The data for this study were identified by the committee and other experts representing various disciplines through bibliographic references on related topics and through databases, such as Medline, university libraries, and Internet sites of organizations associated with research and services for brain disorders.
Although much of the published information on these disorders in developing countries was found in international and national journals and reports, some of the evidence has appeared in local journals, the proceedings of meetings, and unpublished reports prepared for the World Health Organization (WHO) and other international organizations. To tap this knowledge base, the committee enlisted a broad range of experts with recent research or service experience in developing countries. Data and supportive evidence were provided by these experts through workshop presentations, commissioned papers, and technical consultation on report chapters (for additional information see Appendix A). The framework for the committee's deliberations and examination of each of the selected disorder groups included an overview of the available epidemiological parameters, a review of the existing knowledge base on interventions, and projections of the feasibility, cost, and impact of proposed interventions.
The combined weight of such evidence, the committee believes, has produced an accurate account of the state of knowledge concerning the epidemiology of the six groups of disorders covered in this report, their treatment and management in developing countries, and the capacity of local health care systems to provide such treatment. Evaluation of the available evidence enabled the committee to identify gaps in knowledge and to propose strategies for a research agenda that would fill these gaps. The findings, strategies, and recommendations included in the report were developed from this broad base of evidence; we also indicate where the data are inadequate to support additional conclusions.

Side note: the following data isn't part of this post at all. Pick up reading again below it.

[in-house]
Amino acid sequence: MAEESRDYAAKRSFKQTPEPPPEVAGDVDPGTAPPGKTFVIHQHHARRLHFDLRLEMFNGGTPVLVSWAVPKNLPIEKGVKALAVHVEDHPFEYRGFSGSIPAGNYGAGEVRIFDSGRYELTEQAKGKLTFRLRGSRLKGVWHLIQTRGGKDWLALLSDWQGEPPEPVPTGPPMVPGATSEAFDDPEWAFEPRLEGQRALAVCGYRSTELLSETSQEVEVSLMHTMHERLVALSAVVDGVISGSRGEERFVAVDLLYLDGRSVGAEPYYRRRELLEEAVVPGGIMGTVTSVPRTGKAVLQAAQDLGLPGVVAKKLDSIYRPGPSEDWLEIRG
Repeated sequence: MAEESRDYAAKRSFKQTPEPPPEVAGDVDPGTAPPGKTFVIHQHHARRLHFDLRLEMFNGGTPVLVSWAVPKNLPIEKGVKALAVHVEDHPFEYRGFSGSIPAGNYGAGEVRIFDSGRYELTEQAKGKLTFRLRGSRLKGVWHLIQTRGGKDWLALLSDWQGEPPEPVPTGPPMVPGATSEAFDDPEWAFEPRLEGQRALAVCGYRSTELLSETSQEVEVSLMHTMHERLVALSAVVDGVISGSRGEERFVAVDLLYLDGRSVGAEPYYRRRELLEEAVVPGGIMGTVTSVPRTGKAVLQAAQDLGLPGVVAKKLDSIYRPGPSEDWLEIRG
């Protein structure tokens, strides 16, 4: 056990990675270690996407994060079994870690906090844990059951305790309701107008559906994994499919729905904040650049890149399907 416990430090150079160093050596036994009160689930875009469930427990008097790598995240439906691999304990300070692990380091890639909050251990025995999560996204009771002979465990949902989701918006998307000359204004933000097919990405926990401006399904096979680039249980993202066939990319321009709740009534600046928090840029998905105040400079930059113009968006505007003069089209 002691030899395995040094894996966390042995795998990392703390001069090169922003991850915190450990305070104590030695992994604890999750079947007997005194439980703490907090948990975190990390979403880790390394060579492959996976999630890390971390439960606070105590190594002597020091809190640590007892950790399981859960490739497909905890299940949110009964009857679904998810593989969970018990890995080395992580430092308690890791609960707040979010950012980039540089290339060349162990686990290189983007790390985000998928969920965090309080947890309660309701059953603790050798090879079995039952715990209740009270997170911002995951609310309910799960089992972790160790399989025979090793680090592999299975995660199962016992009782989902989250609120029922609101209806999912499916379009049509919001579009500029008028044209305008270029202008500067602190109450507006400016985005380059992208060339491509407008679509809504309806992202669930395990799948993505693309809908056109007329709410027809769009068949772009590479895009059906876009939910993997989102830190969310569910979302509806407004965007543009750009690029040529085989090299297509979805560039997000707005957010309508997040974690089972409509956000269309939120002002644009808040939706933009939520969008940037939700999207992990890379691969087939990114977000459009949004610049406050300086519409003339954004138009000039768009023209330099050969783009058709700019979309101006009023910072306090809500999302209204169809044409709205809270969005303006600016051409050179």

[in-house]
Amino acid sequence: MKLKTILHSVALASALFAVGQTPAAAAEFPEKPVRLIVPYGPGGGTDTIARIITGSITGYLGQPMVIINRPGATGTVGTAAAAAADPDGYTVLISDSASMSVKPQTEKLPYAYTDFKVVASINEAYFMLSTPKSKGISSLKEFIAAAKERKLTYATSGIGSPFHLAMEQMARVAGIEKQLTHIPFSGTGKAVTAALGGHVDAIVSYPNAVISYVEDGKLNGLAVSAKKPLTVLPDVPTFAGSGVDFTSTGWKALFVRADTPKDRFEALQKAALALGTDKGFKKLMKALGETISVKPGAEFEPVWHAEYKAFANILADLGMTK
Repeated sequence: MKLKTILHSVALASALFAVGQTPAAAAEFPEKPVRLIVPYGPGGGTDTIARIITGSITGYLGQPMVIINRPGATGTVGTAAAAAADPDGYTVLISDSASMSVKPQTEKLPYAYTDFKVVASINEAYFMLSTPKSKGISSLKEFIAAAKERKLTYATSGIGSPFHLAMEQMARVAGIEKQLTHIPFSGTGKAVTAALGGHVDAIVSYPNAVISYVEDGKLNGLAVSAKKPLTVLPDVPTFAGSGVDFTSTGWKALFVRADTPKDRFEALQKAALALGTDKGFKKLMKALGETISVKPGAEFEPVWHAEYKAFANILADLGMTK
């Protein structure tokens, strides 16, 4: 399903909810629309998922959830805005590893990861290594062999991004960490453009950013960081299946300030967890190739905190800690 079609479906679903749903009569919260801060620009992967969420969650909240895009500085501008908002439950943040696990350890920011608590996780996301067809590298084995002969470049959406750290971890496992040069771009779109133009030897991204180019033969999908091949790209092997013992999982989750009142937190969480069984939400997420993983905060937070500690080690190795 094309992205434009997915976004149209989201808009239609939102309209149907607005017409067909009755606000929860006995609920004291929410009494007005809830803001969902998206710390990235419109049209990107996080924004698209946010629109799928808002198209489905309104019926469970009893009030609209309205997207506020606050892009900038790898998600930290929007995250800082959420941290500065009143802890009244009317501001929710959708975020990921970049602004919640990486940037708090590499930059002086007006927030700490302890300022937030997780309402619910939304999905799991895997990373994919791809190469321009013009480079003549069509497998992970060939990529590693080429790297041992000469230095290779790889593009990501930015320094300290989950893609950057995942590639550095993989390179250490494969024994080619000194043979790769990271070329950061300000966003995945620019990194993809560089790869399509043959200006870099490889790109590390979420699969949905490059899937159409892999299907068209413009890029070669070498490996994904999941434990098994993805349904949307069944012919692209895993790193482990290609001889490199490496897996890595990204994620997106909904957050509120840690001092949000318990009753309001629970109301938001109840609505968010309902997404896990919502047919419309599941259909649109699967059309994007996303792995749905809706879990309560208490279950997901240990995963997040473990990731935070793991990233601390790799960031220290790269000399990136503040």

ORGANIZATION OF THE REPORT
Part I of this report reviews challenges and opportunities for the prevention, treatment, and rehabilitation of the broad range of brain disorders in developing countries. Chapter 2 describes the magnitude of the problem caused by these disorders and reviews the various factors—including poverty and gender inequalities —that serve to magnify their effects. Chapter 3 explores the process of designing and maintaining health systems capable of addressing brain disorders in developing countries. Chapter 4 summarizes the committee's findings and proposes strategies for addressing core issues of policy, intervention, research, and capacity building.
Part II examines the six groups of brain disorders cited earlier: developmental disabilities (Chapter 5); epilepsy (Chapter 6); schizophrenia (Chapter 7); bipolar disorder (Chapter 8); unipolar depression (Chapter 9); and stroke (Chapter 10). Each chapter presents a description of the disorder; its prevalence, incidence, and other relevant epidemiological parameters; associated risk factors; an analysis of interventions and capacity-building strategies from the point of view of cost-effectiveness and applicability in developing countries; and recommendations for policies, interventions, capacity building, and future research.
1. B.H. Price. D. Adams, and J.T. Coyle. Neurology and Psychiatry: closing the great divide. Neurology 54:8–14, 2000.
2. S.E. Hyman. The milennium of mind, brain, and behavior. Archives of General Psychiatry Jan 57:88–89, 2000.
3. C.L. Murray and A.L. Lopez, eds. The Global Burden of Disease. Boston: The Harvard Press, 1996.
4. Institute of Medicine (IOM). America's Vital Interest in Global Health. National Academy Press, Washington, D.C., 1997.
Summary of Findings: The Magnitude of the Problem